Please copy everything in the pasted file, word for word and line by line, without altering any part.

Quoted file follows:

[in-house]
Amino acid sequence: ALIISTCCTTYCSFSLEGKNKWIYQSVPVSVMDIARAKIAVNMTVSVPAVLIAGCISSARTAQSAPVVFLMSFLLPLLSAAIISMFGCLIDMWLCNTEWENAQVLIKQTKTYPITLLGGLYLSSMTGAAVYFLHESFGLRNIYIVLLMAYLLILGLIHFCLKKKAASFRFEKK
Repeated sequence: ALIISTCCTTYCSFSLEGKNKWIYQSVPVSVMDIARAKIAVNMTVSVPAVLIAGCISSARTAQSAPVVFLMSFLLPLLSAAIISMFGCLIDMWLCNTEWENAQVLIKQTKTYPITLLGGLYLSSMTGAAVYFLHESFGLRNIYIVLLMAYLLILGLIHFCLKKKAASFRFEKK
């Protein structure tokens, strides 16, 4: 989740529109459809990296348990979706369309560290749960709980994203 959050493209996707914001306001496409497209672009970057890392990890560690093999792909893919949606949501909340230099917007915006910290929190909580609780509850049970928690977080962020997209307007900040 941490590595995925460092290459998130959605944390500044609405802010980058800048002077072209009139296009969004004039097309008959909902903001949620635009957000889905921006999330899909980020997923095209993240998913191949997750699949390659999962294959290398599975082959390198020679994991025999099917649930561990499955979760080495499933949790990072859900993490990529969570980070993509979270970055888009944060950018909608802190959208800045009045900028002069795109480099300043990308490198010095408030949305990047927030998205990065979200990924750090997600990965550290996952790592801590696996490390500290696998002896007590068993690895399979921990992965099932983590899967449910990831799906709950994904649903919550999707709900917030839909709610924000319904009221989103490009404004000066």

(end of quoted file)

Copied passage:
[in-house]
Amino acid sequence: ALIISTCCTTYCSFSLEGKNKWIYQSVPVSVMDIARAKIAVNMTVSVPAVLIAGCISSARTAQSAPVVFLMSFLLPLLSAAIISMFGCLIDMWLCNTEWENAQVLIKQTKTYPITLLGGLYLSSMTGAAVYFLHESFGLRNIYIVLLMAYLLILGLIHFCLKKKAASFRFEKK
Repeated sequence: ALIISTCCTTYCSFSLEGKNKWIYQSVPVSVMDIARAKIAVNMTVSVPAVLIAGCISSARTAQSAPVVFLMSFLLPLLSAAIISMFGCLIDMWLCNTEWENAQVLIKQTKTYPITLLGGLYLSSMTGAAVYFLHESFGLRNIYIVLLMAYLLILGLIHFCLKKKAASFRFEKK
């Protein structure tokens, strides 16, 4: 989740529109459809990296348990979706369309560290749960709980994203 959050493209996707914001306001496409497209672009970057890392990890560690093999792909893919949606949501909340230099917007915006910290929190909580609780509850049970928690977080962020997209307007900040 941490590595995925460092290459998130959605944390500044609405802010980058800048002077072209009139296009969004004039097309008959909902903001949620635009957000889905921006999330899909980020997923095209993240998913191949997750699949390659999962294959290398599975082959390198020679994991025999099917649930561990499955979760080495499933949790990072859900993490990529969570980070993509979270970055888009944060950018909608802190959208800045009045900028002069795109480099300043990308490198010095408030949305990047927030998205990065979200990924750090997600990965550290996952790592801590696996490390500290696998002896007590068993690895399979921990992965099932983590899967449910990831799906709950994904649903919550999707709900917030839909709610924000319904009221989103490009404004000066």